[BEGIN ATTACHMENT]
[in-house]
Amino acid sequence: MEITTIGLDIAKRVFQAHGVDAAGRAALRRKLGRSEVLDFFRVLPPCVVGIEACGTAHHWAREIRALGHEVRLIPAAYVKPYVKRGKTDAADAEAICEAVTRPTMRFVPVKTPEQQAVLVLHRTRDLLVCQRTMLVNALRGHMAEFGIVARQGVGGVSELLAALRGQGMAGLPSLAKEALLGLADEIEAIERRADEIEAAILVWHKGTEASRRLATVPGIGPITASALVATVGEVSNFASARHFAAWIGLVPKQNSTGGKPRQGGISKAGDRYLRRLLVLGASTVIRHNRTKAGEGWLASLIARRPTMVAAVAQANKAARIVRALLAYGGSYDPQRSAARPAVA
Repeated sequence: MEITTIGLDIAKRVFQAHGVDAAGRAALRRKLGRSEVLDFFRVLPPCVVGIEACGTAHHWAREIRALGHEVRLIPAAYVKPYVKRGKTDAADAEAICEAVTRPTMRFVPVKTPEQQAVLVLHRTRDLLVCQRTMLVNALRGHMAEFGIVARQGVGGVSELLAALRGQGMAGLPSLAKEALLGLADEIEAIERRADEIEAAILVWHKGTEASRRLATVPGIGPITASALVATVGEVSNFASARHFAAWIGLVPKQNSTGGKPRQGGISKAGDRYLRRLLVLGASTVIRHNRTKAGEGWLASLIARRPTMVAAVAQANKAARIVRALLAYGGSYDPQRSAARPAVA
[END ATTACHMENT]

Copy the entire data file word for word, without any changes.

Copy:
[in-house]
Amino acid sequence: MEITTIGLDIAKRVFQAHGVDAAGRAALRRKLGRSEVLDFFRVLPPCVVGIEACGTAHHWAREIRALGHEVRLIPAAYVKPYVKRGKTDAADAEAICEAVTRPTMRFVPVKTPEQQAVLVLHRTRDLLVCQRTMLVNALRGHMAEFGIVARQGVGGVSELLAALRGQGMAGLPSLAKEALLGLADEIEAIERRADEIEAAILVWHKGTEASRRLATVPGIGPITASALVATVGEVSNFASARHFAAWIGLVPKQNSTGGKPRQGGISKAGDRYLRRLLVLGASTVIRHNRTKAGEGWLASLIARRPTMVAAVAQANKAARIVRALLAYGGSYDPQRSAARPAVA
Repeated sequence: MEITTIGLDIAKRVFQAHGVDAAGRAALRRKLGRSEVLDFFRVLPPCVVGIEACGTAHHWAREIRALGHEVRLIPAAYVKPYVKRGKTDAADAEAICEAVTRPTMRFVPVKTPEQQAVLVLHRTRDLLVCQRTMLVNALRGHMAEFGIVARQGVGGVSELLAALRGQGMAGLPSLAKEALLGLADEIEAIERRADEIEAAILVWHKGTEASRRLATVPGIGPITASALVATVGEVSNFASARHFAAWIGLVPKQNSTGGKPRQGGISKAGDRYLRRLLVLGASTVIRHNRTKAGEGWLASLIARRPTMVAAVAQANKAARIVRALLAYGGSYDPQRSAARPAVA